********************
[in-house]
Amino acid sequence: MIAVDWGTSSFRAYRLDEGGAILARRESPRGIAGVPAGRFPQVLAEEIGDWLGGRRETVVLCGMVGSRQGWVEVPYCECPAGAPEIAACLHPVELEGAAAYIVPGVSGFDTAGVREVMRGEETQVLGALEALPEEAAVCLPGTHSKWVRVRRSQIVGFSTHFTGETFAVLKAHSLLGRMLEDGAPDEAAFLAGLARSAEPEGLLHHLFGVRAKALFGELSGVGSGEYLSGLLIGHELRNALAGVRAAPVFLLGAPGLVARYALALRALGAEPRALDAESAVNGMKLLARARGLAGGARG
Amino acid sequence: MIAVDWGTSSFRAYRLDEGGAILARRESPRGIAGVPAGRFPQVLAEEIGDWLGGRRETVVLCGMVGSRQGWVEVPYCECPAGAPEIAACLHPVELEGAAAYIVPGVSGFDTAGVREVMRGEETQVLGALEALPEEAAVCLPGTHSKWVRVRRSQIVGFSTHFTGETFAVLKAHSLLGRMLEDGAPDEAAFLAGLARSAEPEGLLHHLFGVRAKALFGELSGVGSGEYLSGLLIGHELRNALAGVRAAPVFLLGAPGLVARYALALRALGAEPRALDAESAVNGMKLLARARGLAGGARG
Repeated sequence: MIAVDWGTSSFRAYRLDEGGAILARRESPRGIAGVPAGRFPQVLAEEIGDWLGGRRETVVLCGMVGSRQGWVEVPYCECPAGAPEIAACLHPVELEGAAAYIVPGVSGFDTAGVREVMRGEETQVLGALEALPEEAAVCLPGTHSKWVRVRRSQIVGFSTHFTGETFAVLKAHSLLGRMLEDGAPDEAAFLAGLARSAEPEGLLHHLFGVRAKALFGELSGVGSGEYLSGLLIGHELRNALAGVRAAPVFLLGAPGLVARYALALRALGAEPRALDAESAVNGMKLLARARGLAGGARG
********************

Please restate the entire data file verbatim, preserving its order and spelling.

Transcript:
[in-house]
Amino acid sequence: MIAVDWGTSSFRAYRLDEGGAILARRESPRGIAGVPAGRFPQVLAEEIGDWLGGRRETVVLCGMVGSRQGWVEVPYCECPAGAPEIAACLHPVELEGAAAYIVPGVSGFDTAGVREVMRGEETQVLGALEALPEEAAVCLPGTHSKWVRVRRSQIVGFSTHFTGETFAVLKAHSLLGRMLEDGAPDEAAFLAGLARSAEPEGLLHHLFGVRAKALFGELSGVGSGEYLSGLLIGHELRNALAGVRAAPVFLLGAPGLVARYALALRALGAEPRALDAESAVNGMKLLARARGLAGGARG
Amino acid sequence: MIAVDWGTSSFRAYRLDEGGAILARRESPRGIAGVPAGRFPQVLAEEIGDWLGGRRETVVLCGMVGSRQGWVEVPYCECPAGAPEIAACLHPVELEGAAAYIVPGVSGFDTAGVREVMRGEETQVLGALEALPEEAAVCLPGTHSKWVRVRRSQIVGFSTHFTGETFAVLKAHSLLGRMLEDGAPDEAAFLAGLARSAEPEGLLHHLFGVRAKALFGELSGVGSGEYLSGLLIGHELRNALAGVRAAPVFLLGAPGLVARYALALRALGAEPRALDAESAVNGMKLLARARGLAGGARG
Repeated sequence: MIAVDWGTSSFRAYRLDEGGAILARRESPRGIAGVPAGRFPQVLAEEIGDWLGGRRETVVLCGMVGSRQGWVEVPYCECPAGAPEIAACLHPVELEGAAAYIVPGVSGFDTAGVREVMRGEETQVLGALEALPEEAAVCLPGTHSKWVRVRRSQIVGFSTHFTGETFAVLKAHSLLGRMLEDGAPDEAAFLAGLARSAEPEGLLHHLFGVRAKALFGELSGVGSGEYLSGLLIGHELRNALAGVRAAPVFLLGAPGLVARYALALRALGAEPRALDAESAVNGMKLLARARGLAGGARG